Saturday, May 7, 2016

Professional Ultimate Witnessed!

Last night was the opening game of the American Ultimate Disk League in Ottawa--the Ottawa Outlaws vs. the Montreal Royals.  They played for this first game of the season in the big football/soccer stadium in town.  They had free tickets for those who play in Ottawa's ultimate leagues so I took a colleague, David Long, who had introduced me to curling--turnabout is fair play!

So, how is professional ultimate different from regular ultimate?  In more ways than I expected:
  • in normal ultimate, violations and fouls are self-called and usually lead to do-overs.  In the professional game, there are referees, and violations and fouls can lead to ten yard gains or losses or even turnovers (traveling is a turnover!).  
  • the professional game consists of four quarters, twelve minutes each, with the clock stopping after every score.  This means that the game is high scoring and longer than the normal ultimate game--about 2.5 hours last night.  In normal ultimate, games are either up to 15 or 18 or 21 or they are whoever scores the most in an hour or hour and a half.  

  • There is entertainment during the halftime: kids playing ultimate.

    Otherwise, the game is mostly the same.  The offensive strategies (mostly horizontal but some vertical stacks) with heaps of hucks and the defensive strategies (a bit of zone but mostly man to man with some forcing to one side going on) were basically the same.  The key, as always, is the team that turns over the disk less wins.  According to the program, the Royals did well last year despite having a high rate of turnovers, and last night the turnovers killed them.  Some bad choices, some bad throws, and some very bad choices.  Both sides showed impressive athleticism and effort, and the game was very entertaining to both me and David.  Is it more fun to watch than Curling? For me, absolutely ;)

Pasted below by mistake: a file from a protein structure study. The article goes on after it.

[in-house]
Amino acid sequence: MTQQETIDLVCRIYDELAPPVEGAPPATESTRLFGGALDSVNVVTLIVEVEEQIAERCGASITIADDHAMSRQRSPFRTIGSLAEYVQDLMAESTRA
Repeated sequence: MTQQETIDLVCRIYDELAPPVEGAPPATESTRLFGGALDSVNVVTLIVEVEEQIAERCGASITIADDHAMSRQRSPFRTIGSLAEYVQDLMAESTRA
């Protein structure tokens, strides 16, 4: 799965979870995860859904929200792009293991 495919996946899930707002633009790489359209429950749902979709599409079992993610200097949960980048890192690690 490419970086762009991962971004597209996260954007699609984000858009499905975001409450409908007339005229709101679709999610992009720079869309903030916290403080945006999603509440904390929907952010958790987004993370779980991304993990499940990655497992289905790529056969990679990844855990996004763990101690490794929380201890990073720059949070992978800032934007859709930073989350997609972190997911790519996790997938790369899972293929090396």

I have played with and against a few of the Montreal Royals players over the years.  This makes professional ultimate completely different from other sports, as very few ordinary folks get to be on the same field as people who end up being pro's.  Could I play with these guys now?  Alas, no.  My throws are probably almost as good as these guys (and probably my throws were close to as good as these guys a few years ago), but there is no way I would get open on a regular basis nor nor would I be able to cover any of these guys for more than a second.  

    For video of one point of the game, go here.  And, yes, I will probably be going to more professional ultimate games, both to support the enterprise and because it is a fun game to watch.

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